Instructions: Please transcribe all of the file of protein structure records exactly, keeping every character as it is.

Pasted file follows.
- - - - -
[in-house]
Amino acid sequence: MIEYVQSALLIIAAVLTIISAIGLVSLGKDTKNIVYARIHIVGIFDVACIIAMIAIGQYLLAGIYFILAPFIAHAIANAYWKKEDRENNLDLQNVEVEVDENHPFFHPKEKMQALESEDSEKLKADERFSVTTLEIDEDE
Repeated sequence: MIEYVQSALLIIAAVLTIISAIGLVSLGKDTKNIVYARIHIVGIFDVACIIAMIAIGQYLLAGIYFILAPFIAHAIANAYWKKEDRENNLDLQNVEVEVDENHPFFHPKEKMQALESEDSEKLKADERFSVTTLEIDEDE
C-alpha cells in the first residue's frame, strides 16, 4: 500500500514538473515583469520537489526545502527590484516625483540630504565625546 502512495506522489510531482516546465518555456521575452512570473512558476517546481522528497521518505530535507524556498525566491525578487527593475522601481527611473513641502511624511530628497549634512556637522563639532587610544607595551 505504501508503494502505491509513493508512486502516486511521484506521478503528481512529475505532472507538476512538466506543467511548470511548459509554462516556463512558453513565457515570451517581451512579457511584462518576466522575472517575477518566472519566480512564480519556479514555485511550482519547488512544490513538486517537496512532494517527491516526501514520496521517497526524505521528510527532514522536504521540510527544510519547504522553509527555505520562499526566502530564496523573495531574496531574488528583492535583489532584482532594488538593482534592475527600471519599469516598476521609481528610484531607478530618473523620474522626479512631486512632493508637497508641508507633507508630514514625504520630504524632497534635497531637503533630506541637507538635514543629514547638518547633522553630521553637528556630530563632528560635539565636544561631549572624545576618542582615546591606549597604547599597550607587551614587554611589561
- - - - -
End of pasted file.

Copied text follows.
[in-house]
Amino acid sequence: MIEYVQSALLIIAAVLTIISAIGLVSLGKDTKNIVYARIHIVGIFDVACIIAMIAIGQYLLAGIYFILAPFIAHAIANAYWKKEDRENNLDLQNVEVEVDENHPFFHPKEKMQALESEDSEKLKADERFSVTTLEIDEDE
Repeated sequence: MIEYVQSALLIIAAVLTIISAIGLVSLGKDTKNIVYARIHIVGIFDVACIIAMIAIGQYLLAGIYFILAPFIAHAIANAYWKKEDRENNLDLQNVEVEVDENHPFFHPKEKMQALESEDSEKLKADERFSVTTLEIDEDE
C-alpha cells in the first residue's frame, strides 16, 4: 500500500514538473515583469520537489526545502527590484516625483540630504565625546 502512495506522489510531482516546465518555456521575452512570473512558476517546481522528497521518505530535507524556498525566491525578487527593475522601481527611473513641502511624511530628497549634512556637522563639532587610544607595551 505504501508503494502505491509513493508512486502516486511521484506521478503528481512529475505532472507538476512538466506543467511548470511548459509554462516556463512558453513565457515570451517581451512579457511584462518576466522575472517575477518566472519566480512564480519556479514555485511550482519547488512544490513538486517537496512532494517527491516526501514520496521517497526524505521528510527532514522536504521540510527544510519547504522553509527555505520562499526566502530564496523573495531574496531574488528583492535583489532584482532594488538593482534592475527600471519599469516598476521609481528610484531607478530618473523620474522626479512631486512632493508637497508641508507633507508630514514625504520630504524632497534635497531637503533630506541637507538635514543629514547638518547633522553630521553637528556630530563632528560635539565636544561631549572624545576618542582615546591606549597604547599597550607587551614587554611589561